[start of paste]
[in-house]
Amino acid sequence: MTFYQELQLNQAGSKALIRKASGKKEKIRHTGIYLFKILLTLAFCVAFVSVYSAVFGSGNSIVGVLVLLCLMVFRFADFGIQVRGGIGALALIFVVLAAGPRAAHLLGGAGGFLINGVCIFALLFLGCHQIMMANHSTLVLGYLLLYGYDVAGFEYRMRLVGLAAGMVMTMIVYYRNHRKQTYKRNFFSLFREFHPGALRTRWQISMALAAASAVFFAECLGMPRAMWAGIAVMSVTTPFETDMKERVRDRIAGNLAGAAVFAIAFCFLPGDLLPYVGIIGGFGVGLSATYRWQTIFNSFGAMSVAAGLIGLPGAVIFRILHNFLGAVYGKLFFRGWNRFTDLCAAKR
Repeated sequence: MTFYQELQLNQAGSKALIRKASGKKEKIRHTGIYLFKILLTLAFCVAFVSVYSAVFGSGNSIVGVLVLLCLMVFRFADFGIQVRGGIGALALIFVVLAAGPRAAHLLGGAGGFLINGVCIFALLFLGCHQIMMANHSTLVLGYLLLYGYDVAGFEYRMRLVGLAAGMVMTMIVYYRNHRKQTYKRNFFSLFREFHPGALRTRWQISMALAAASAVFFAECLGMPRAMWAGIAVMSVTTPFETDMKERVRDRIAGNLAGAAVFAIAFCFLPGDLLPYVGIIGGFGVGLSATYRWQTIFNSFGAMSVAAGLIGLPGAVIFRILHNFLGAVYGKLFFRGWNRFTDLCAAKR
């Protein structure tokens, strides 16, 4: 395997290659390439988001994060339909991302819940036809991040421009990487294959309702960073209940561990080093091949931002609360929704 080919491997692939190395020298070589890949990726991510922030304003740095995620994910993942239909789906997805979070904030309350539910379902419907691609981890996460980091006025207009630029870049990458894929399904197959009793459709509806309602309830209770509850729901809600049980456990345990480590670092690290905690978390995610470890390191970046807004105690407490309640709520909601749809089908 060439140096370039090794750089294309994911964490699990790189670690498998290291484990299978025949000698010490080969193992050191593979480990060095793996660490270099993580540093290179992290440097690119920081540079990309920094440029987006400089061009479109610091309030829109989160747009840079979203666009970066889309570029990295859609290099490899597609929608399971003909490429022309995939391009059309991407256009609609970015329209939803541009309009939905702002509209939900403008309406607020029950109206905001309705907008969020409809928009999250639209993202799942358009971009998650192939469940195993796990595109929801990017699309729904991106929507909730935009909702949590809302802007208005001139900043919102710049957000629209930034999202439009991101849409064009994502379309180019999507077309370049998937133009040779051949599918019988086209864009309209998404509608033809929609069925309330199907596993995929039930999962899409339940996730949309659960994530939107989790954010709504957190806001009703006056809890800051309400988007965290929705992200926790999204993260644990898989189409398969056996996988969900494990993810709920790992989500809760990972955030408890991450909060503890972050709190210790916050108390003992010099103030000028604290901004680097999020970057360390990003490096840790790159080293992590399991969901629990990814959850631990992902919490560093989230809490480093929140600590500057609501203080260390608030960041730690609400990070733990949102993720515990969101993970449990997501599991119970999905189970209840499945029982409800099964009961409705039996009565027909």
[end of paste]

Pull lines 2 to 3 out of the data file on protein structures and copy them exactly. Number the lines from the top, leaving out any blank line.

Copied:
Amino acid sequence: MTFYQELQLNQAGSKALIRKASGKKEKIRHTGIYLFKILLTLAFCVAFVSVYSAVFGSGNSIVGVLVLLCLMVFRFADFGIQVRGGIGALALIFVVLAAGPRAAHLLGGAGGFLINGVCIFALLFLGCHQIMMANHSTLVLGYLLLYGYDVAGFEYRMRLVGLAAGMVMTMIVYYRNHRKQTYKRNFFSLFREFHPGALRTRWQISMALAAASAVFFAECLGMPRAMWAGIAVMSVTTPFETDMKERVRDRIAGNLAGAAVFAIAFCFLPGDLLPYVGIIGGFGVGLSATYRWQTIFNSFGAMSVAAGLIGLPGAVIFRILHNFLGAVYGKLFFRGWNRFTDLCAAKR
Repeated sequence: MTFYQELQLNQAGSKALIRKASGKKEKIRHTGIYLFKILLTLAFCVAFVSVYSAVFGSGNSIVGVLVLLCLMVFRFADFGIQVRGGIGALALIFVVLAAGPRAAHLLGGAGGFLINGVCIFALLFLGCHQIMMANHSTLVLGYLLLYGYDVAGFEYRMRLVGLAAGMVMTMIVYYRNHRKQTYKRNFFSLFREFHPGALRTRWQISMALAAASAVFFAECLGMPRAMWAGIAVMSVTTPFETDMKERVRDRIAGNLAGAAVFAIAFCFLPGDLLPYVGIIGGFGVGLSATYRWQTIFNSFGAMSVAAGLIGLPGAVIFRILHNFLGAVYGKLFFRGWNRFTDLCAAKR